By raising trivial points Professor Pratley dug a hole for himself. He falls in that hole with his final answer as to why it was unfair that I “scolded” him about not doing repeated trials across paddocks and years. He now admits this “would have been nice” but blames the OGTR and the moratorium for preventing this to happen.

However, the report doesn’t mention such required research. This with the project commencing in 1999 and the moratorium starting in 2003!

 Maarten Stapper, Belconnen ACT 2617

The Land Dearth 10Jan08

WeeklyTimes Plenty 23Jan08

The Land, 13 December 2007

Research misunderstood

SIR:  As a former practicing scientist, Dr Maarten Stapper (“Research doubts”, The Land, December 6, p25) would know that taking components of a research project and giving them a different context is not accepted in scientific circles.

In response to his criticism of our research, we can only conclude he has not read our document fully or has another agenda.

He claims the research is not “systems research”, yet we used the word “systems” simply to describe different weed management regimes of the canola varieties as clearly defined in the document.

He criticises us for not using a genetically modified (GM) technology fee in our gross margin analysis, but we clearly pointed out we deliberately did not use a fee because no fee has been determined in Australia.

He complains the site seemed to be mainly ryegrass. What a surprise!

The project was to evaluate how these “systems” coped with challenge from annual ryegrass and the site was deliberately sown with annual ryegrass for that purpose.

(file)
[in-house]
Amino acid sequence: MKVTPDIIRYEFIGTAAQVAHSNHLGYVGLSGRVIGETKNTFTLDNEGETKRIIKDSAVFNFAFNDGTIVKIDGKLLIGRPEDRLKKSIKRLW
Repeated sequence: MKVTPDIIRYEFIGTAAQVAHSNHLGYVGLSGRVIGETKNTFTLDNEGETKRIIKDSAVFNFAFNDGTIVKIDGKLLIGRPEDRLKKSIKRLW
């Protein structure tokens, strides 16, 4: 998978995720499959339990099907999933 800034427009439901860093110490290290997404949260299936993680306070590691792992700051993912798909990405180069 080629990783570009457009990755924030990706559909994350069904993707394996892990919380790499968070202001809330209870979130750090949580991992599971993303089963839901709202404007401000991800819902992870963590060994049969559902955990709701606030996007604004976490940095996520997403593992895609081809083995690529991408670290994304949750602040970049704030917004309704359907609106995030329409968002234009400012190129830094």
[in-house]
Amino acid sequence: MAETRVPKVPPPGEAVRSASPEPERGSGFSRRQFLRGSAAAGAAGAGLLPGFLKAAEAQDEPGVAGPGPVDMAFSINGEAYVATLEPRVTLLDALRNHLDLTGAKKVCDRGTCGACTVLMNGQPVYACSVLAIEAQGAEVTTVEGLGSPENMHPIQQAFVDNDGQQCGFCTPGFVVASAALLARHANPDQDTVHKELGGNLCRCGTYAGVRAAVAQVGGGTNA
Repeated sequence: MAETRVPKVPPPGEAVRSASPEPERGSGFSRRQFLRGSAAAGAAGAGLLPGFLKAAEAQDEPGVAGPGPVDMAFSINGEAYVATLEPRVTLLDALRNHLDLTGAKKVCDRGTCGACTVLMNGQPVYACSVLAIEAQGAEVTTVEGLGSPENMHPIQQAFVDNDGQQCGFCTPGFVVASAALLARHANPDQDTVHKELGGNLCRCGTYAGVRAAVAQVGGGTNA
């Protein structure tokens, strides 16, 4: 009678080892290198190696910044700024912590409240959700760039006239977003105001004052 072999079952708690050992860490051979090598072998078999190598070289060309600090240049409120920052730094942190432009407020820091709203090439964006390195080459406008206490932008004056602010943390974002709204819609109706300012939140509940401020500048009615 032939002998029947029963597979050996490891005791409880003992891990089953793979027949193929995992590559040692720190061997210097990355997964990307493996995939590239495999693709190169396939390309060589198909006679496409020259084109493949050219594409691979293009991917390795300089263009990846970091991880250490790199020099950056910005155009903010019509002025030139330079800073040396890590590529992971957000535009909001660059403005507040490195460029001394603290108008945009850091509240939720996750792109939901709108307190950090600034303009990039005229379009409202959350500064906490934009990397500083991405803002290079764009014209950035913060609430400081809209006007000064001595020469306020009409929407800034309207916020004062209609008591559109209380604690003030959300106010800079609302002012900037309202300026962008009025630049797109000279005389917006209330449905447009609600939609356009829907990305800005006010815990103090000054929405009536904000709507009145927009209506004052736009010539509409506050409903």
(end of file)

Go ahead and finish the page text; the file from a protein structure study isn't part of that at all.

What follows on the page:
Does he understand that annual ryegrass is our most problematic weed in winter crops?

Dr Stapper criticises us also for not spraying out cape weed and Paterson’s curse in the conventional variety.

Clopyralid is the only registered broadleaf post-emergent herbicide for canola in NSW and may cause damage to some varieties.

If we’d used it, we’d have added more than $20 a hectare to the conventional canola variety cost, further improving the relative economic performance of Roundup Ready.

He questions the risk of herbicide resistance, but would have noticed upon reading the paper that the knockdown chemical regime was changed in years two and three to successfully minimise that risk.

He queries control of GM volunteers but we explicitly reported volunteers were not an issue, and in years four and five when glyphosate was again used as the knockdown, there were no surviving volunteers of canola.

Finally, Dr Stapper scolds us for not doing repeated trials in time and space, which would have been nice but the experiment was under the tight regulations of the Office of the Gene Technology Regulator.

The GM canola moratorium then prevented anybody from doing further field experiments.

We welcome informed, relevant, constructive comment and are very happy to provide the document on this project to any readers.

Jim Pratley and Rex Stanton
EH Graham Centre for Agricultural Innovation, Charles Sturt University, Wagga Wagga